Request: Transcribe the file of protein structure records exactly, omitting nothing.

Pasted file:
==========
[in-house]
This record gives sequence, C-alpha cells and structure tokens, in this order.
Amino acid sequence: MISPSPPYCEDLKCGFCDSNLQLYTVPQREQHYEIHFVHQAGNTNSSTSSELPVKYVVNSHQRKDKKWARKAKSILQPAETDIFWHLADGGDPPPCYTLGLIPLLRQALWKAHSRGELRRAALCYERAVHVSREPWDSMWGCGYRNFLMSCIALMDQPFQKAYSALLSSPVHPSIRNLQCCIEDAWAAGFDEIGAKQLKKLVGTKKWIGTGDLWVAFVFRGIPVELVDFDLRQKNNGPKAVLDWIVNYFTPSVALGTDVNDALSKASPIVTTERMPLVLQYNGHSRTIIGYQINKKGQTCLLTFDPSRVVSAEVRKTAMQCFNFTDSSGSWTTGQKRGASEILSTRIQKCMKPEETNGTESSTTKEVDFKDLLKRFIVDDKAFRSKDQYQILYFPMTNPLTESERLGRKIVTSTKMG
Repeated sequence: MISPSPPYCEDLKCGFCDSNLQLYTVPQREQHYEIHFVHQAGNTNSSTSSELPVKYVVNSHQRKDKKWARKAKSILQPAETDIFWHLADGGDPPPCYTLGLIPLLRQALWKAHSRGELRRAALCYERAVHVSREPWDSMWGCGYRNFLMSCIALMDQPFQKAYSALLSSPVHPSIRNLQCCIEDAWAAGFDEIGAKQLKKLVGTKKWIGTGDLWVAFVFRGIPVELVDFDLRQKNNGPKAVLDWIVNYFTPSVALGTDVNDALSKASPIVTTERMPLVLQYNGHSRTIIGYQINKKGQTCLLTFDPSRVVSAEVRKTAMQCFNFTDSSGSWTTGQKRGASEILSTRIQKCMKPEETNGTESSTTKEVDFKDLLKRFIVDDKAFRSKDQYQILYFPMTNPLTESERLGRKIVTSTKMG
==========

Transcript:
[in-house]
This record gives sequence, C-alpha cells and structure tokens, in this order.
Amino acid sequence: MISPSPPYCEDLKCGFCDSNLQLYTVPQREQHYEIHFVHQAGNTNSSTSSELPVKYVVNSHQRKDKKWARKAKSILQPAETDIFWHLADGGDPPPCYTLGLIPLLRQALWKAHSRGELRRAALCYERAVHVSREPWDSMWGCGYRNFLMSCIALMDQPFQKAYSALLSSPVHPSIRNLQCCIEDAWAAGFDEIGAKQLKKLVGTKKWIGTGDLWVAFVFRGIPVELVDFDLRQKNNGPKAVLDWIVNYFTPSVALGTDVNDALSKASPIVTTERMPLVLQYNGHSRTIIGYQINKKGQTCLLTFDPSRVVSAEVRKTAMQCFNFTDSSGSWTTGQKRGASEILSTRIQKCMKPEETNGTESSTTKEVDFKDLLKRFIVDDKAFRSKDQYQILYFPMTNPLTESERLGRKIVTSTKMG
Repeated sequence: MISPSPPYCEDLKCGFCDSNLQLYTVPQREQHYEIHFVHQAGNTNSSTSSELPVKYVVNSHQRKDKKWARKAKSILQPAETDIFWHLADGGDPPPCYTLGLIPLLRQALWKAHSRGELRRAALCYERAVHVSREPWDSMWGCGYRNFLMSCIALMDQPFQKAYSALLSSPVHPSIRNLQCCIEDAWAAGFDEIGAKQLKKLVGTKKWIGTGDLWVAFVFRGIPVELVDFDLRQKNNGPKAVLDWIVNYFTPSVALGTDVNDALSKASPIVTTERMPLVLQYNGHSRTIIGYQINKKGQTCLLTFDPSRVVSAEVRKTAMQCFNFTDSSGSWTTGQKRGASEILSTRIQKCMKPEETNGTESSTTKEVDFKDLLKRFIVDDKAFRSKDQYQILYFPMTNPLTESERLGRKIVTSTKMG